In a recent study published in the journal JAMA Network Open, researchers investigated whether the coronavirus disease 2019 (COVID-19) pandemic-related social changes such as attending classes from home and social distancing measures resulted in a sustained increase in children's screen time.
Study: Trends in Screen Time Use Among Children During the COVID-19 Pandemic, July 2019 Through August 2021. Image Credit: vinnstock / Shutterstock
The disease mitigation measures recommended during the COVID-19 pandemic resulted in the closure of schools, offices, and sports and recreational facilities, significantly reducing children's time outdoors. In addition, schools switched to online classes, and children's screen time inevitably increased as the mode of learning became remote. While screen time during the early stages of the pandemic was beneficial for children to continue learning and socializing with their friends and classmates, it is unclear whether the increased screen time persisted after the pandemic-related social distancing measures were lifted.
Research suggests that excess screen time is associated with increased sedentary behavior and decreased sleep, leading to obesity. Long periods of screen time have also been linked to mental health issues such as anxiety, depression, an increase in craving behavior, and internalizing and externalizing. Therefore, it is vital to understand whether the social changes during the pandemic resulted in a long-term increase in children's screen time.
About the study
In the present study, the researchers conducted a longitudinal cohort analysis of data collected through the Environmental Influences on Child Health Outcomes (ECHO) program, which is a collaborative study involving 69 pediatric cohorts in the United States (U.S.) that examines the impacts of environmental exposures on the health outcomes of children. Three out of 16 cohorts that had screen time data during the pre-pandemic period were included in the study.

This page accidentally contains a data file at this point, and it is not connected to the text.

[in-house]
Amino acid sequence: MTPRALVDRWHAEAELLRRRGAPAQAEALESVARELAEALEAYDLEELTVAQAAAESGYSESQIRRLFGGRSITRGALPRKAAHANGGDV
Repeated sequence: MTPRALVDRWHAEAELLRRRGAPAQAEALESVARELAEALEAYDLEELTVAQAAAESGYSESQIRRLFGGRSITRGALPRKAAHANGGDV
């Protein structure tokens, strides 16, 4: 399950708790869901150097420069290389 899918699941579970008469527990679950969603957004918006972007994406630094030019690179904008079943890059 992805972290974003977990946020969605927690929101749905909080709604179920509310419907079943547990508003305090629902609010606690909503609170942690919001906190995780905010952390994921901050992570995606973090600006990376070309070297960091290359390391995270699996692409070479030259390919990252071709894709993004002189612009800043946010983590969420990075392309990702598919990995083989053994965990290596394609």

The participants consisted of parent-child dyads, with children between the ages of four and 12. The study analyzed screen time measures for the children in the eight months leading up to the COVID-19 pandemic and repeated measurements of screen time during two pandemic periods — from December 2020 to the end of April 2021 and between the beginning of May and the end of August 2021.
Screen time was measured based on a parent or caregiver-filled questionnaire that assessed the child's weekday and weekend frequency of screen use and type of tablet, television, computer, or smartphone. The screen time activities were categorized as total, recreational, and educational. They comprised ten activities: watching videos or television shows, playing educational games, video games, or computer games, doing homework on a tablet or computer, video chatting, browsing, etc. Since remote schooling only began after the COVID-19 pandemic, it was not included in the study, but playing educational games was considered an educational screen time activity. The rest were considered recreational activities.